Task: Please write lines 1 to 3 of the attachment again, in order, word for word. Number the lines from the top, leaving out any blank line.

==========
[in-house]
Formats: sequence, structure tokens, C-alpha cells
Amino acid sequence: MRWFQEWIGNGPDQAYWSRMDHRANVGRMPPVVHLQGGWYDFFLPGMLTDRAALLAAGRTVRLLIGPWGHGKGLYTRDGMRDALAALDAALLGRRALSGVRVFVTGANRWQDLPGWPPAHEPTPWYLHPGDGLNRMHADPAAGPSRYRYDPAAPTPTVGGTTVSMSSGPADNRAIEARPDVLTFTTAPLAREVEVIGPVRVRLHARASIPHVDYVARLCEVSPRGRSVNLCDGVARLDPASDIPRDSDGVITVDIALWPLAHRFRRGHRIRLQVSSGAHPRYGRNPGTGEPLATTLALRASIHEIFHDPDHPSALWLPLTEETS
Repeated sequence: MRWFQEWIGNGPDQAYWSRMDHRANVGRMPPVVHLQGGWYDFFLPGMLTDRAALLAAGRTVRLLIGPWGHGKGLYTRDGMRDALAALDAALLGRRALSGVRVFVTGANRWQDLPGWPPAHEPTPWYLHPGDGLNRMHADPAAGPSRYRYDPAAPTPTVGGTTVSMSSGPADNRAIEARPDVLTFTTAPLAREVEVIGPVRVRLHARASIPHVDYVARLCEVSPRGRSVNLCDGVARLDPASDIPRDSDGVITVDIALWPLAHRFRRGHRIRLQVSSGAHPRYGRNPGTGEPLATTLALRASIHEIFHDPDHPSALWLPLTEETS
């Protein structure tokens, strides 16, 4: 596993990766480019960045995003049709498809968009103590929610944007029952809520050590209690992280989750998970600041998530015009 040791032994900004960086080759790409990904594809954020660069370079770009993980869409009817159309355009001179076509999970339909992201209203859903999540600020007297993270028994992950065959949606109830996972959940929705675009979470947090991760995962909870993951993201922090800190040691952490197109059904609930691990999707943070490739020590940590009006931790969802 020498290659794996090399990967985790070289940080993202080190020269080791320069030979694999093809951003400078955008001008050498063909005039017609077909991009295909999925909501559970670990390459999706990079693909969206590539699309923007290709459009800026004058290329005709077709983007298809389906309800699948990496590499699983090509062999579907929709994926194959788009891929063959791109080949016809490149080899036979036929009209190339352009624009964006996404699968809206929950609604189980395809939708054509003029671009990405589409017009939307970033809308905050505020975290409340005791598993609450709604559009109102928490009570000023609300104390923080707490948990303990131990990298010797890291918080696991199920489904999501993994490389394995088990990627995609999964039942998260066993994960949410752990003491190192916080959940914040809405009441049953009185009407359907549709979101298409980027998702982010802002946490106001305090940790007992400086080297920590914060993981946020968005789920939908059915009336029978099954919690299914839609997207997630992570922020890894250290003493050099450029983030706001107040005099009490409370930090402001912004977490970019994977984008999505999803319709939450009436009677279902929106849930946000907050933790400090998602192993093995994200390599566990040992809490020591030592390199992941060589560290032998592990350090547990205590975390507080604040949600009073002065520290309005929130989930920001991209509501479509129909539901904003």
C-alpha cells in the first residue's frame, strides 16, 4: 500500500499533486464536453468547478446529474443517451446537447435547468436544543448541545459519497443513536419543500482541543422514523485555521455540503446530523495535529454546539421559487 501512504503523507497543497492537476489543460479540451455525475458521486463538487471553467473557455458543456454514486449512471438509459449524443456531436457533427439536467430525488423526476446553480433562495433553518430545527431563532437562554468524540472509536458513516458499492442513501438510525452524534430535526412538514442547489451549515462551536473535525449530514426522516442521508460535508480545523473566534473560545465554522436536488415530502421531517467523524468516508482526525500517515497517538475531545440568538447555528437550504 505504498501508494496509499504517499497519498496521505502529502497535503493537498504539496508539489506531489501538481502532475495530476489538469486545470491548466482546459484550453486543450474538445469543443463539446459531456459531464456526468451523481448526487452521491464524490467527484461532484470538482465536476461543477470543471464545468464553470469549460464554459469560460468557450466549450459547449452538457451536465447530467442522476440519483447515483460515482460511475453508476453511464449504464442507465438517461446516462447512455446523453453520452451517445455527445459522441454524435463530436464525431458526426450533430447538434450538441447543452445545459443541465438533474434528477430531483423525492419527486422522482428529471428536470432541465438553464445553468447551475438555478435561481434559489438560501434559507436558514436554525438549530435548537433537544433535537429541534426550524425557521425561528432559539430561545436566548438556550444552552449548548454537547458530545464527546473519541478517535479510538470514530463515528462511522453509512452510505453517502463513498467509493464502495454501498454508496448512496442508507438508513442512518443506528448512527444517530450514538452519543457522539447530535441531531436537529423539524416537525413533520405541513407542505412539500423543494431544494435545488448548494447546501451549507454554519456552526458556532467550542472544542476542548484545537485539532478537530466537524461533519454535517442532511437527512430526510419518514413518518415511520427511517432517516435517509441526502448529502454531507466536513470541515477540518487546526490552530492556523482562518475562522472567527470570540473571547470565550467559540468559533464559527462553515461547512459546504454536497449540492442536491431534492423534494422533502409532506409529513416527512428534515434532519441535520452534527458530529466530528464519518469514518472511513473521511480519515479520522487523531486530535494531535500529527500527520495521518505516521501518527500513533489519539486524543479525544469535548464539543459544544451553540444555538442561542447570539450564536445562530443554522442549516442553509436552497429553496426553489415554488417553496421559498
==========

[in-house]
Formats: sequence, structure tokens, C-alpha cells
Amino acid sequence: MRWFQEWIGNGPDQAYWSRMDHRANVGRMPPVVHLQGGWYDFFLPGMLTDRAALLAAGRTVRLLIGPWGHGKGLYTRDGMRDALAALDAALLGRRALSGVRVFVTGANRWQDLPGWPPAHEPTPWYLHPGDGLNRMHADPAAGPSRYRYDPAAPTPTVGGTTVSMSSGPADNRAIEARPDVLTFTTAPLAREVEVIGPVRVRLHARASIPHVDYVARLCEVSPRGRSVNLCDGVARLDPASDIPRDSDGVITVDIALWPLAHRFRRGHRIRLQVSSGAHPRYGRNPGTGEPLATTLALRASIHEIFHDPDHPSALWLPLTEETS